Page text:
The United Nations University Institute on Computing and Society (UNU-CS) is a research institute at the intersections of information and communication technology (ICT) and international development. UNU-CS conducts UN policy-relevant research and generates solutions, addressing key issues expressed in the UN 2030 Agenda for Sustainable Development through high-impact innovations and frontier technologies. Through its research, UNU-CS encourages data-driven and evidence-based actions and policies to achieve the Sustainable Development Goals.

UNU-CS is nurturing three ICTD research Labs which serve as our pillar conceptual research themes. Research Labs help to organize our people and work and our research projects affiliate with one or more Labs. UNU-CS Labs guide and connect our work though some experimental activities may sit outside their edges. Each Lab has a Contact Person who enables connections across projects and scholars and amplifies our communication and outreach. Our inaugural research Labs are:
Digital Peace Lab: ICTs for peacebuilding and to support human security, respond to crises, and mitigate human displacement.
Gender Tech Lab: ICTs that promote women’s empowerment and enable sustainable community led development.
Small Data Lab: ICTs that create actionable knowledge from local data, empower citizens with data they trust, and improve global datasets with local data.

 

The contemporary and increasingly popular notion of data for development is largely framed around the use of Big Data in developmental contexts, as well as for supporting social indicators monitoring. Big Data usually refers to big datasets where the sheer volume and velocity of the data challenges available platforms and algorithms for storage and analysis. Often this data is aggregated, analyzed and packaged to inform macro level (e.g. national or sub-national) decision making and action – what ...
Gender based discrimination is pervasive around the globe, although it is expressed in different ways in different cultures. Equally diverse is the capacity to resist, overcome or transform disempowering norms, beliefs and social structures. And while information and communication technologies and the networked world offer increasingly innovative ways for connection, mobilization and resistance, the same tools are often implicated in the perpetuation of old and new forms of discrimination and ...
One-quarter of humanity lives in fragile, violent, and conflict-stressed environments. These people’s lives are often characterized by the starkest of realities: undernourishment, illiteracy, short life spans, displacement, forced migration, and lack of access to basic amenities and services. Destroyed and diminished infrastructure, corrupt institutions, and endemic mistrust and suspicion characterize conflict-affected areas. In response to these challenges, the UNU-CS Digital Peace Lab is exploring, ...

UNU-CS Mission:

  • To conduct research by investigating and inventing human-centred information and communication technologies (ICT) to address some of the priorities central to the United Nations.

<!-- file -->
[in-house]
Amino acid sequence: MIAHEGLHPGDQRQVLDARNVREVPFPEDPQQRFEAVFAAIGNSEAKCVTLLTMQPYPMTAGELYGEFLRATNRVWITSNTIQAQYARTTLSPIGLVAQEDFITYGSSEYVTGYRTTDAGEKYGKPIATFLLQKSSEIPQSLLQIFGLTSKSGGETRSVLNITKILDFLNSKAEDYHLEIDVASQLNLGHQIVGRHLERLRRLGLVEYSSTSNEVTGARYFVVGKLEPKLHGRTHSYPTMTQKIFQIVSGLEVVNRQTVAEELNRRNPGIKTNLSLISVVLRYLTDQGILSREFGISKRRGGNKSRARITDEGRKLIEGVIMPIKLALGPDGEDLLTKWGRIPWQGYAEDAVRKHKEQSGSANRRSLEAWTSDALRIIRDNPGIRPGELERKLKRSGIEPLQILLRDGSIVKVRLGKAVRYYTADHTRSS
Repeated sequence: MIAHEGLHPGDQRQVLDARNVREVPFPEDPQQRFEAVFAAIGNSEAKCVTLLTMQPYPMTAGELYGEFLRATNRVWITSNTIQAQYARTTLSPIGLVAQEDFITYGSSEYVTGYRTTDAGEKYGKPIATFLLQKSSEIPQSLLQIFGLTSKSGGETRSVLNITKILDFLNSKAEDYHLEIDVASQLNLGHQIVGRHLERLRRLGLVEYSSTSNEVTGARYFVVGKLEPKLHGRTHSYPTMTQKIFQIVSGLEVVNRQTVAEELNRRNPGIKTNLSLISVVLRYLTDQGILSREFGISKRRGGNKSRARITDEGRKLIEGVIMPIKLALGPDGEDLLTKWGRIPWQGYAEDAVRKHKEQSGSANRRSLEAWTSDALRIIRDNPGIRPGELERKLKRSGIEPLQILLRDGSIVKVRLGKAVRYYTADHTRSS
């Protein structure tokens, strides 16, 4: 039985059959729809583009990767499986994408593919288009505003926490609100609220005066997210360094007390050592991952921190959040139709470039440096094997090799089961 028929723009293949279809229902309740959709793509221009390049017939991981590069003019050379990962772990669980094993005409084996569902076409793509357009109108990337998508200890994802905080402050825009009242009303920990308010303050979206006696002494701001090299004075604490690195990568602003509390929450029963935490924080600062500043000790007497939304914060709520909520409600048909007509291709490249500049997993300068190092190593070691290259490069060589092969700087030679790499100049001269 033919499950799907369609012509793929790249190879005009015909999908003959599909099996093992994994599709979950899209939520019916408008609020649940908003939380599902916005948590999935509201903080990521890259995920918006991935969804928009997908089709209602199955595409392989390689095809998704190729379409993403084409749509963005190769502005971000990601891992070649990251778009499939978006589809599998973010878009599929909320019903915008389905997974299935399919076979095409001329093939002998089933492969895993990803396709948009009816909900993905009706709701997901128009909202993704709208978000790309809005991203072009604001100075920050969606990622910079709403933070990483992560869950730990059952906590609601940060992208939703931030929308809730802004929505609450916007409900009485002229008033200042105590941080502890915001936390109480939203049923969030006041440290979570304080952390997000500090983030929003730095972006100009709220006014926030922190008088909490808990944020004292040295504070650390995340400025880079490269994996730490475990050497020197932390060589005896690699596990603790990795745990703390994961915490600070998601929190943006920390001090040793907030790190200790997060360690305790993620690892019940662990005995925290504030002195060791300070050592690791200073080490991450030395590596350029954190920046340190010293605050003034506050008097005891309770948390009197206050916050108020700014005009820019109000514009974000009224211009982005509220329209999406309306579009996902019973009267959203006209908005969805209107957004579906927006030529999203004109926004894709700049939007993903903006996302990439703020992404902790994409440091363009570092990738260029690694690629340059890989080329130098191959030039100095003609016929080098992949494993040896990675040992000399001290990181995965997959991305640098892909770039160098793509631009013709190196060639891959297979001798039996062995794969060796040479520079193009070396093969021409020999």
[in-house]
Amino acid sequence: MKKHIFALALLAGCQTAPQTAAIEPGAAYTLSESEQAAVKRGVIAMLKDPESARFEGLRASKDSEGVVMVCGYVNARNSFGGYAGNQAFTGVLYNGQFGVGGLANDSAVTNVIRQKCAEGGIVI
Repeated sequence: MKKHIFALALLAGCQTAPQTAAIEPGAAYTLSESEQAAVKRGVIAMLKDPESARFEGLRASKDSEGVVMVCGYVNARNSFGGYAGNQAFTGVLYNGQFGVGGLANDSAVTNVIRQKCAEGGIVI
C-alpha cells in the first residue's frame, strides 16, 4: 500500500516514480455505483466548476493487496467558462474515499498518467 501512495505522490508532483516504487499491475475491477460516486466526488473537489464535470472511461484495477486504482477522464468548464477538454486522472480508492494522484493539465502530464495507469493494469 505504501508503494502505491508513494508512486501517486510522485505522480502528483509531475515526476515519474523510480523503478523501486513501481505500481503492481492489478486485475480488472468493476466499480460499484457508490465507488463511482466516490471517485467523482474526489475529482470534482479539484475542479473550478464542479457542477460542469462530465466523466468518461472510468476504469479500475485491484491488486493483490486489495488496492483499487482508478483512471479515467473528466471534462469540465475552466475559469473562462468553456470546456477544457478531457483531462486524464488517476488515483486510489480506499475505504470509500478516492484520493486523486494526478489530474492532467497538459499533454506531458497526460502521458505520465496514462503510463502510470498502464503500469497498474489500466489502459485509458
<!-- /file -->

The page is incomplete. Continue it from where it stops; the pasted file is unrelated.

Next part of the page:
• To influence and impact policymakers within the UN system and beyond, by encouraging evidence-based policy and action to create effective solutions to development challenges.
  • To nurture the next generation of interdisciplinary computing, information and social scientists, and engineers to be thought leaders in the field of ICT for development.
  • To embrace the enormous dynamism of the city of Macau and Pearl River Delta region while still working globally.

What are your main areas of research?

UNU-CS is a research start-up with a dynamic and entrepreneurial attitude. All areas of information and communication technologies and international development are open for consideration. Potential research ideas are evaluated based on an assessment of: importance (is this a high-impact area with global import and UN relevance), fit (can UNU-CS realistically make a difference in this area), people (do we have or can we hire world-class passionate research staff in this area).

During our start-up phase we are launching three research labs each with their own (cross-cutting) focus.

Who is on your international Advisory Board?

Dr. Edward Cutrell (USA), Chair
Principal Researcher, Microsoft Research

Prof. Carleen Maitland (USA)
Associate Professor of Information Sciences and Technology; Co-director, Institute for Information Policy; Penn State.

Prof. Tim Unwin (UK)
Professor of Geography Emeritus, Royal Holloway, University of London

Just where (and why) is it in Macau?

UNU-CS is situated in Macau Special Administrative Region (S.A.R), China and it is the only UN entity in the city. Our office is located in Casa Silva Mendes, a heritage building built in 1905, which was once belonged to Manuel de Silva Mendes, a renowned writer and art collector.

While Macau is well-known for its gaming industry, it is one of the most dynamic regions in Asia, where technological innovations have become an integral part in driving social and economic development. A large ecosystem of private sector companies and technological start-ups are just a short distance away. Macao’s close proximity to China, Hong Kong S.A.R and other Asian countries such as Japan, Korea, Vietnam, and other Southeast Asian countries, provides an exciting opportunity for researchers and experts to maximize impact of their work in the world’s fastest-growing region.

UNU began its presence in Macau in 1991 with the establishment of the International Institute for Software Technology (UNU-IIST) supported by the Government of the People’s Republic of China, Portugal and the Macau S.A.R. Growing out of this foundation in 2015, UNU-CS strives to be the thought-leader in the field of ICT for development and contributes to the local, regional, and global communities.

How do I find out more?

Check out our contact page!

Share this

Send this to friend